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Bronx Teens Make Video About Neighborhood's Deep Roots in Joyce Kilmer Park

By Patrick Wall | July 27, 2012 11:51am

CONCOURSE — A firefighter lost a boyhood bike but stole his first kiss there. A couple, married now for 20 years, met there by chance. And a local historian who posed for a picture there as a toddler now works in a stately building across the street.

Those were just a few of the links to Joyce Kilmer Park that a group of teenagers unearthed when they conducted interviews there this month for a Bronx Museum of the Arts project.

“I had thought it was very barren and not any fun,” said Amber Hutchinson, 16. “Now I’m thinking there’s a lot of roots connected to that park.”

The museum selected 15 teens from 150 applicants to produce an oral history of the park as part of an annual, paid three-week summer program that it runs for youth. Using the interviews they recorded, the students will create audio installations and a short video, called “The People Make the Park,” that will screen in Joyce Kilmer Park next week.

After gearing up and conducting some mock interviews earlier this month with the help of nonprofit City Lore, the students walked one block south of the museum to the park, which extends from East 164th Street to 161st Street, between the Grand Concourse and Walton Avenue.

At first, they set up a booth and waited for strangers to approach them with stories about the park.

“Unfortunately, there weren’t many that were willing to leave their sweet spot just to help out a few teenagers,” one student wrote on the blog the group set up for the project.

So the teens went to the people — which wasn’t exactly easy.

“You had to deal with a lot of rejection,” said Melissa De La Torre, 17.

Or as another student put it on the blog: “Nervousness, shyness, and awkwardness. Plenty of that.”

But slowly, the park’s story surfaced.

It was established in the 19th century and initially known as Concourse Plaza, but was renamed in 1926 for Joyce Kilmer, a New Jersey-born poet and journalist who was killed in France during WWI.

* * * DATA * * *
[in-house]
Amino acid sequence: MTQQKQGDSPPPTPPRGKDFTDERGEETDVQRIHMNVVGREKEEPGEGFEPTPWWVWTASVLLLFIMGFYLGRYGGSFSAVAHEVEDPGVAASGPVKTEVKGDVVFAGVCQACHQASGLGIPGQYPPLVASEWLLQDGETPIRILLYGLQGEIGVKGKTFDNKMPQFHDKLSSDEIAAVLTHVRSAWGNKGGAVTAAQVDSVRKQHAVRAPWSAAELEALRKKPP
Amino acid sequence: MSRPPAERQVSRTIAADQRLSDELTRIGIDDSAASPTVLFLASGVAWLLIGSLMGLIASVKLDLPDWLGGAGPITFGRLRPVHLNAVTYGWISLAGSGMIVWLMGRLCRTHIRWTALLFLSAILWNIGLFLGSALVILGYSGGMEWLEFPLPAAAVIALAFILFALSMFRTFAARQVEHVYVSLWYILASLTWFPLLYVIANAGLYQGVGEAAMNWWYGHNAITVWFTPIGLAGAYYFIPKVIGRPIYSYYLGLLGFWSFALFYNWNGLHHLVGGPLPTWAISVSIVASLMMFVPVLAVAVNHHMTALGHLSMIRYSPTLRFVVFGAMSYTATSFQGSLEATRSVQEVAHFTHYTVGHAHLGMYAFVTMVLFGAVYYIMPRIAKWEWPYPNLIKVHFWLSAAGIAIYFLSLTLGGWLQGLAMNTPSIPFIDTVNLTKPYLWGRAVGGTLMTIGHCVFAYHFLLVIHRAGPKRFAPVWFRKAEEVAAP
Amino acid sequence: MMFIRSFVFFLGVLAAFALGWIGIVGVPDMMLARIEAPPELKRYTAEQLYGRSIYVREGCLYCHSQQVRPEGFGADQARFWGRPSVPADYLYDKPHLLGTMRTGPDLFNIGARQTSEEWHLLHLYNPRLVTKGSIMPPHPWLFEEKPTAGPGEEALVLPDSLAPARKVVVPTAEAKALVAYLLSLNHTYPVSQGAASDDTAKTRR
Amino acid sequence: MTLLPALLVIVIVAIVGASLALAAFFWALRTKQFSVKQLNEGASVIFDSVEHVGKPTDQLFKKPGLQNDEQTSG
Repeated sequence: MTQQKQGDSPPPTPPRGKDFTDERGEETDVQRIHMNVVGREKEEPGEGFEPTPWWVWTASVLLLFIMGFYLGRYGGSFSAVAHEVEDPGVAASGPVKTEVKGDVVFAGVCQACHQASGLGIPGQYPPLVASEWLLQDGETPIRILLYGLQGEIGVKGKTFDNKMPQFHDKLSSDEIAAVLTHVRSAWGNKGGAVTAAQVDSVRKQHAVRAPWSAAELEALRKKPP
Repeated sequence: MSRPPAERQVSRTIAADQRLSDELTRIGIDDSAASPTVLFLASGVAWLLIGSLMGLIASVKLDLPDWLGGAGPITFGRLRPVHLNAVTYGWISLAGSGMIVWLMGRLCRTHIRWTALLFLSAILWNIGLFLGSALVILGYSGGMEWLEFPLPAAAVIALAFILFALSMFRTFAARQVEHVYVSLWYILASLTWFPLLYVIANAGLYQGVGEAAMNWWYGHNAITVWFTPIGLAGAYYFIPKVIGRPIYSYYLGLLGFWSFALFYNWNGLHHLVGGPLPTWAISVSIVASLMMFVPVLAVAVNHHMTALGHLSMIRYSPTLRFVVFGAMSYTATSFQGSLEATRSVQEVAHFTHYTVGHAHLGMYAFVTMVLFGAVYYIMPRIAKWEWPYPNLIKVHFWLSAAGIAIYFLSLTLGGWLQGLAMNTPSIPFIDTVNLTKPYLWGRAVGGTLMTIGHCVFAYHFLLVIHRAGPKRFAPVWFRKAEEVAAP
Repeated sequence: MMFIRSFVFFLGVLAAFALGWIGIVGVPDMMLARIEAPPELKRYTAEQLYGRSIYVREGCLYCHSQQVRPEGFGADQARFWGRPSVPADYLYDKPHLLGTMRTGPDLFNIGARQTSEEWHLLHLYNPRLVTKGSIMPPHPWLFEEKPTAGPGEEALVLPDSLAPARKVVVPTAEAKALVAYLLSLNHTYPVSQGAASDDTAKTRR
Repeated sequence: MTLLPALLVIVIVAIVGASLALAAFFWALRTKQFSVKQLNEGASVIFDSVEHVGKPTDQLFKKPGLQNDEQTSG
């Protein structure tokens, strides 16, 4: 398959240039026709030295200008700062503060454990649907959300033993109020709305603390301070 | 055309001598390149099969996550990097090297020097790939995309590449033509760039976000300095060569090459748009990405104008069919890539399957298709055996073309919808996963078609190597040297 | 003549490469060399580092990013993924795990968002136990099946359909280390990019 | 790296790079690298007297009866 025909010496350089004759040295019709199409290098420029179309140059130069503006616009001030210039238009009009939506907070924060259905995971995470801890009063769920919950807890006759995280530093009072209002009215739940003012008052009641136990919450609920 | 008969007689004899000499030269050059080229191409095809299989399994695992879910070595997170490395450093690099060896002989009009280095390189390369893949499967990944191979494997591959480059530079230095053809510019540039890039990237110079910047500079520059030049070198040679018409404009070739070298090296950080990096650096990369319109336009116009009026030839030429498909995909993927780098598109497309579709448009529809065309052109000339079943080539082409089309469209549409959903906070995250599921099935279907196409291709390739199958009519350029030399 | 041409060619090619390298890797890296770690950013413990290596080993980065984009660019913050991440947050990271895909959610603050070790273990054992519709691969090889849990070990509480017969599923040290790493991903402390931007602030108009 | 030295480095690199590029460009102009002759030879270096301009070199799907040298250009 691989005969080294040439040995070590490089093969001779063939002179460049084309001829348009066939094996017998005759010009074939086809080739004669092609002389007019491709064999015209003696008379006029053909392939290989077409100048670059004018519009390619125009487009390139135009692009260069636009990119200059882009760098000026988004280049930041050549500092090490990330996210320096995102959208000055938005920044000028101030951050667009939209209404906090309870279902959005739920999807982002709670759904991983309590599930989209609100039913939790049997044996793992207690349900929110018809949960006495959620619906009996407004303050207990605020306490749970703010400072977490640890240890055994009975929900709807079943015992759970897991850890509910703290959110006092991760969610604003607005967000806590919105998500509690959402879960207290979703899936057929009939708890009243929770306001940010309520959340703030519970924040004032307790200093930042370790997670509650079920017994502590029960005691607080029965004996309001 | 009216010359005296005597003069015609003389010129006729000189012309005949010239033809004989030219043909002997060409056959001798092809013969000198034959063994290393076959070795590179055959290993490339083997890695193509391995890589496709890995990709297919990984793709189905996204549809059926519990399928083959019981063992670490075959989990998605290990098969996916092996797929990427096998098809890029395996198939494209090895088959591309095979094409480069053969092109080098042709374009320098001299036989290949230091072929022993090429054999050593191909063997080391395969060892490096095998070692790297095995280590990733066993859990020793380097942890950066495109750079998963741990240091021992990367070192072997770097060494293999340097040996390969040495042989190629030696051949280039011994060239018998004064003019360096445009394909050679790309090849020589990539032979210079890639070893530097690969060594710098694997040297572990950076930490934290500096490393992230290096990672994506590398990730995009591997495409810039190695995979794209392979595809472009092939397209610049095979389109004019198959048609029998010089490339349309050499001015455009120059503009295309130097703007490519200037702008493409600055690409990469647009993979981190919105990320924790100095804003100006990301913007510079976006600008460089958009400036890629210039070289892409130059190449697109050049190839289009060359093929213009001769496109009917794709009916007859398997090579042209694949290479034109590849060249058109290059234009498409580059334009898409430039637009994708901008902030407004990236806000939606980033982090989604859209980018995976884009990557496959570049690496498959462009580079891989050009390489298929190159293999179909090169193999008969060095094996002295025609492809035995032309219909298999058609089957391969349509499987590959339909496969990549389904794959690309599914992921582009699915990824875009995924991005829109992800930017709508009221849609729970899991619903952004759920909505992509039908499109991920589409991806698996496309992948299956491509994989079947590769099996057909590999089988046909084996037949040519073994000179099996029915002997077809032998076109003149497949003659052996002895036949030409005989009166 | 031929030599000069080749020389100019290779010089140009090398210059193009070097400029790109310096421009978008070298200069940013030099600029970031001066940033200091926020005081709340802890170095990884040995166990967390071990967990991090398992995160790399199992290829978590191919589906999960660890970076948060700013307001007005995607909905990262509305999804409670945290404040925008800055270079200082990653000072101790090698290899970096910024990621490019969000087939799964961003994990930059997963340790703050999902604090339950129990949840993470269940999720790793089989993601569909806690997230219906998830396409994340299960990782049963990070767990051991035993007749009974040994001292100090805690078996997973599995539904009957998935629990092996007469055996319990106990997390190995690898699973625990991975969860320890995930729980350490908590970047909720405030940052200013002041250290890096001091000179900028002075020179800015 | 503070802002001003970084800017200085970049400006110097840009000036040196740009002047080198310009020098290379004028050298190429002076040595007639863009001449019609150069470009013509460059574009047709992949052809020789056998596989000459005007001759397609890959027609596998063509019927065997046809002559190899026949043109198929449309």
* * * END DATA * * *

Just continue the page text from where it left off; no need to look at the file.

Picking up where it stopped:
Like much of the borough, the park began a descent in the 1970s, fueled by crime and official neglect. During those years, vandals defaced the park’s signature monument, the white marble Lorelei Fountain.

“The whole community went down at that point,” said Deija West, 16. “The park kind of fell apart.”

In the 1980s, the city considered restoring the fountain, but only if it could be relocated to another park, away from the vandals. Local leaders insisted it stay and, after a decade of lobbying, they helped secure funds in the late 1990s to repair the park and the fountain.

“The story of this fountain really is the story of community involvement and tenacity,” said Sam Goodman, 59, a local historian who described the park’s past to the students. (Goodman, who visited the fountain as a child, now works across the street as an urban planner in the borough president’s office.)

Today, the park is abuzz most afternoons with men playing dominoes, seniors socializing and children laughing in the playground.

Though that doesn’t mean it’s all “cupcakes and butterflies,” as Deija pointed out.

The park could use more garbage cans, trees and tables, visitors told the teens. And, though it’s much safer than before, the park can still be a sketchy spot after dark, according to a homeless man the students interviewed.

But, mostly, the people the teens met said they treasure this quiet patch of nature inside the crowded, concrete city.

“We all live in buildings,” Melissa De La Torre said. “And we all need a place to relax.”

The students’ short film about Joyce Kilmer Park will screen in the park on Friday, Aug. 3 after 6 p.m. Signs to be installed around the park will allow visitors to hear clips of the teens’ audio interviews on their phones.